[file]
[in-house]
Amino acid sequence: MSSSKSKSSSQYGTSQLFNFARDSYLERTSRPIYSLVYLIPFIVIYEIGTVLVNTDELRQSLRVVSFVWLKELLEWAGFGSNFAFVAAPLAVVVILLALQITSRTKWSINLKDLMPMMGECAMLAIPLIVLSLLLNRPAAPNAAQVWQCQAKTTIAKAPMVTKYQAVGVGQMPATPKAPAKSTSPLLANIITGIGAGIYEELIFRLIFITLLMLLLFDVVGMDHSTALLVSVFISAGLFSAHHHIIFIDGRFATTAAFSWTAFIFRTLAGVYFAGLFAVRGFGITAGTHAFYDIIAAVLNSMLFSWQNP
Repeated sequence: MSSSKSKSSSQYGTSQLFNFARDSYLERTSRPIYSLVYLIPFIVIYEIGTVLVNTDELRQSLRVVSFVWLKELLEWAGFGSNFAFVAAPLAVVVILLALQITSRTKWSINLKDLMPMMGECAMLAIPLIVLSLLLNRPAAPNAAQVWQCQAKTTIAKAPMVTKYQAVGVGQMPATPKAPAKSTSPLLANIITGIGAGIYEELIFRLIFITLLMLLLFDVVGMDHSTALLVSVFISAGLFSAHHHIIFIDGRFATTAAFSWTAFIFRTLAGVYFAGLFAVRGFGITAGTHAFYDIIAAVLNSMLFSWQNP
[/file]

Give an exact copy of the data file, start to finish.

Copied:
[in-house]
Amino acid sequence: MSSSKSKSSSQYGTSQLFNFARDSYLERTSRPIYSLVYLIPFIVIYEIGTVLVNTDELRQSLRVVSFVWLKELLEWAGFGSNFAFVAAPLAVVVILLALQITSRTKWSINLKDLMPMMGECAMLAIPLIVLSLLLNRPAAPNAAQVWQCQAKTTIAKAPMVTKYQAVGVGQMPATPKAPAKSTSPLLANIITGIGAGIYEELIFRLIFITLLMLLLFDVVGMDHSTALLVSVFISAGLFSAHHHIIFIDGRFATTAAFSWTAFIFRTLAGVYFAGLFAVRGFGITAGTHAFYDIIAAVLNSMLFSWQNP
Repeated sequence: MSSSKSKSSSQYGTSQLFNFARDSYLERTSRPIYSLVYLIPFIVIYEIGTVLVNTDELRQSLRVVSFVWLKELLEWAGFGSNFAFVAAPLAVVVILLALQITSRTKWSINLKDLMPMMGECAMLAIPLIVLSLLLNRPAAPNAAQVWQCQAKTTIAKAPMVTKYQAVGVGQMPATPKAPAKSTSPLLANIITGIGAGIYEELIFRLIFITLLMLLLFDVVGMDHSTALLVSVFISAGLFSAHHHIIFIDGRFATTAAFSWTAFIFRTLAGVYFAGLFAVRGFGITAGTHAFYDIIAAVLNSMLFSWQNP